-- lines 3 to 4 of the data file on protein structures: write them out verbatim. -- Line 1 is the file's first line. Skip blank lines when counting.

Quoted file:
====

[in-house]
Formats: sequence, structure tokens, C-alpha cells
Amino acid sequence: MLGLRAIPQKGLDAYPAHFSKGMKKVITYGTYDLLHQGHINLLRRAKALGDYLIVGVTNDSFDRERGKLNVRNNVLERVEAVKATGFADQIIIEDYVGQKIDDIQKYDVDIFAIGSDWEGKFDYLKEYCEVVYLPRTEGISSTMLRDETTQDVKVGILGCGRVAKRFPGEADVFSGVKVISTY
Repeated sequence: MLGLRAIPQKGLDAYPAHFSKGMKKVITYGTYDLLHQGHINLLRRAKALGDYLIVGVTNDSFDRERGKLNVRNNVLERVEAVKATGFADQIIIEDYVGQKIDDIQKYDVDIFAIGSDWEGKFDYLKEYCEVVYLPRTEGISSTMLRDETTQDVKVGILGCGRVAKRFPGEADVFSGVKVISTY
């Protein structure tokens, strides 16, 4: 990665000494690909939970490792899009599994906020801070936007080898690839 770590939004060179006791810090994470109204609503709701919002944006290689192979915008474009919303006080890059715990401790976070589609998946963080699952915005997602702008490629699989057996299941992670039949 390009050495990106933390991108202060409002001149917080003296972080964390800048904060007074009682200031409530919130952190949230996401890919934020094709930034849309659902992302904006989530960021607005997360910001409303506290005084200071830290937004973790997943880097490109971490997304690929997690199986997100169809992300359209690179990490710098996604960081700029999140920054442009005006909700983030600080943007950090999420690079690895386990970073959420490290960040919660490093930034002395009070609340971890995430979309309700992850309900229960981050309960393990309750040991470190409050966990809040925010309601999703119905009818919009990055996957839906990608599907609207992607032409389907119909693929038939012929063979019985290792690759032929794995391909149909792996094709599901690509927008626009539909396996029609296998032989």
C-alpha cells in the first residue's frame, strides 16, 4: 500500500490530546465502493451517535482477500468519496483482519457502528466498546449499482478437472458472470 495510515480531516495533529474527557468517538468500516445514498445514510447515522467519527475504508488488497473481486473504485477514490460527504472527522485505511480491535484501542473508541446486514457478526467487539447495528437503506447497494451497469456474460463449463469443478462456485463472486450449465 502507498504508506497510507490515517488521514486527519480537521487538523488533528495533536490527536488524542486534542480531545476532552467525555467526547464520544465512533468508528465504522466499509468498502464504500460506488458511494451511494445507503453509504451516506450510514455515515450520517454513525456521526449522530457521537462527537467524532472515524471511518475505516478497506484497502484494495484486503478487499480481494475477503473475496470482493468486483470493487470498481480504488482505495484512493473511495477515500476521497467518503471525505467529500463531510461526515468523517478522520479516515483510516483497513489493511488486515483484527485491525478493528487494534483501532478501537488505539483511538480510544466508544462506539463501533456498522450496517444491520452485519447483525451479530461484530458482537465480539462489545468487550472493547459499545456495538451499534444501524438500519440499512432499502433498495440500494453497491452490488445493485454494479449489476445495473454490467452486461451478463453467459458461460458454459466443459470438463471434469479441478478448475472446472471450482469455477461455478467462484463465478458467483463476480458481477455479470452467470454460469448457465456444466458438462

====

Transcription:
Amino acid sequence: MLGLRAIPQKGLDAYPAHFSKGMKKVITYGTYDLLHQGHINLLRRAKALGDYLIVGVTNDSFDRERGKLNVRNNVLERVEAVKATGFADQIIIEDYVGQKIDDIQKYDVDIFAIGSDWEGKFDYLKEYCEVVYLPRTEGISSTMLRDETTQDVKVGILGCGRVAKRFPGEADVFSGVKVISTY
Repeated sequence: MLGLRAIPQKGLDAYPAHFSKGMKKVITYGTYDLLHQGHINLLRRAKALGDYLIVGVTNDSFDRERGKLNVRNNVLERVEAVKATGFADQIIIEDYVGQKIDDIQKYDVDIFAIGSDWEGKFDYLKEYCEVVYLPRTEGISSTMLRDETTQDVKVGILGCGRVAKRFPGEADVFSGVKVISTY